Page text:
Congress may have to figure out another way to keep the government open as it faces a January 19th funding deadline and little time to make a deal when lawmakers return after the holidays.
Lawmakers return from the holidays the second week of January, leaving just eight legislative days to cut a so-far, elusive deal on a top-line figure for spending bills, including USDA. Iowa GOP Senator Chuck Grassley says colleagues are already discussing their options with the first of two shutdown deadlines coming January 19th.
Grassley says, “Rumors are going around here that maybe the January 19th date may be dovetailed in with the February 2nd deadline. And then, there’s even another rumor going around of having a one-year CR.”
He’s referring to another stopgap continuing resolution to keep the government open, as the House and Senate fight over the size of cuts in a Biden-McCarthy deal last spring, muddled by a hand-shake side-deal new Speaker Mike Johnson won’t agree to.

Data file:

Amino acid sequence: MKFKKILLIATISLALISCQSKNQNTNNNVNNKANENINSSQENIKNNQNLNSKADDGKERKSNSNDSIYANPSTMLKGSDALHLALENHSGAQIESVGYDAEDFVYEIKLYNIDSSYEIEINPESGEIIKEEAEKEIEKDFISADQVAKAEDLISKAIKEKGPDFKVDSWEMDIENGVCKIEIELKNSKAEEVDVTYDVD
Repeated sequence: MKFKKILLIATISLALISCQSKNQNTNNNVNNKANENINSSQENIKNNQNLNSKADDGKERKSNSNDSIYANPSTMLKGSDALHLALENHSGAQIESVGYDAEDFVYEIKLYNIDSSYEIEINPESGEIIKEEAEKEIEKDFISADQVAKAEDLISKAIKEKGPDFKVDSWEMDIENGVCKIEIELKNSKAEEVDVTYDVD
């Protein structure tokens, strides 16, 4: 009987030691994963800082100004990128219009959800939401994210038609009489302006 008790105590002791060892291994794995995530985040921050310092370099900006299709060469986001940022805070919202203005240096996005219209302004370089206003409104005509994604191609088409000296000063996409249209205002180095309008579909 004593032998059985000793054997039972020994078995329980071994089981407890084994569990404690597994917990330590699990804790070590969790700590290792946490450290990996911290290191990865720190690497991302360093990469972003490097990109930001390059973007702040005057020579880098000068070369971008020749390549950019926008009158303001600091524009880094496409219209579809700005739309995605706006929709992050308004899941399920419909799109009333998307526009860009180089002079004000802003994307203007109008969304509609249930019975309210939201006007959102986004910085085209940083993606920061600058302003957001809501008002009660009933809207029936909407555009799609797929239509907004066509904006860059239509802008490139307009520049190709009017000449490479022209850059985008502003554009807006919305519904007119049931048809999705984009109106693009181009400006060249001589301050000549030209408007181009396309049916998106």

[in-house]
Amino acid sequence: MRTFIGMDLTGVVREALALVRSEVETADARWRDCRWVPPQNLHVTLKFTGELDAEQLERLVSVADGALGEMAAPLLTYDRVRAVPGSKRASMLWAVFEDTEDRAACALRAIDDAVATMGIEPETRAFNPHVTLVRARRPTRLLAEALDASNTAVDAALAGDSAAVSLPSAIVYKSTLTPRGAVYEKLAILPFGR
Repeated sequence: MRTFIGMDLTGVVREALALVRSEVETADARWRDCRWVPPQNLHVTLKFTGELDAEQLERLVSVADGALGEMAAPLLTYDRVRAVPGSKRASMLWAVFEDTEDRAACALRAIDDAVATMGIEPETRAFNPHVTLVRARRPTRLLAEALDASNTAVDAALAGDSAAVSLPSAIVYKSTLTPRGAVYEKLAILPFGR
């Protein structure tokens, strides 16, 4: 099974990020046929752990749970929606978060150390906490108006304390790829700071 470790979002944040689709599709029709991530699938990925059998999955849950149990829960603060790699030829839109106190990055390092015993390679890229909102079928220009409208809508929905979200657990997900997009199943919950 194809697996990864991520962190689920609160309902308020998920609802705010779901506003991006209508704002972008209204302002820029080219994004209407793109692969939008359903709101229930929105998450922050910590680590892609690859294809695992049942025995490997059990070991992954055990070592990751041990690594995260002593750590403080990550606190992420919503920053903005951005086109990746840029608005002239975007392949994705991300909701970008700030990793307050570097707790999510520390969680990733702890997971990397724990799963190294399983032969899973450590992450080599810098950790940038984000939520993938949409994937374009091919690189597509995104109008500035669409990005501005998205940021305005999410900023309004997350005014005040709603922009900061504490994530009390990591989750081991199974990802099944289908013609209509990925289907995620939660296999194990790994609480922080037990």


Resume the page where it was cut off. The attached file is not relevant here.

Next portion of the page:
Separately, Grassley could not say if the announced purchase of U.S. Steel by Japan’s largest steelmaker will adversely affect steel-dependent U.S. farmers or have antitrust implications. Grassley says, “But if it did, then you’d probably find me writing a letter to the Justice Department saying I expect you to take a good look at this and find out if there’s any anti-competitive problems as a result of this.”
Similar to, though Grassley didn’t mention it, a handful of foreign and U.S. firms controlling the meat packing industry. But there’s also the national security issue. Grassley says, “Japan’s a friend of the United States since World War 2, so it may not be as much of an issue. But, if there’s a question about affecting our national security, then I would expect CFIUS to look into this.”
The Committee on Foreign Investment in the U.S. is led by Treasury with membership from 16 agencies and departments, but not USDA, something pending legislation would change after land buys by China near sensitive U.S. military sites.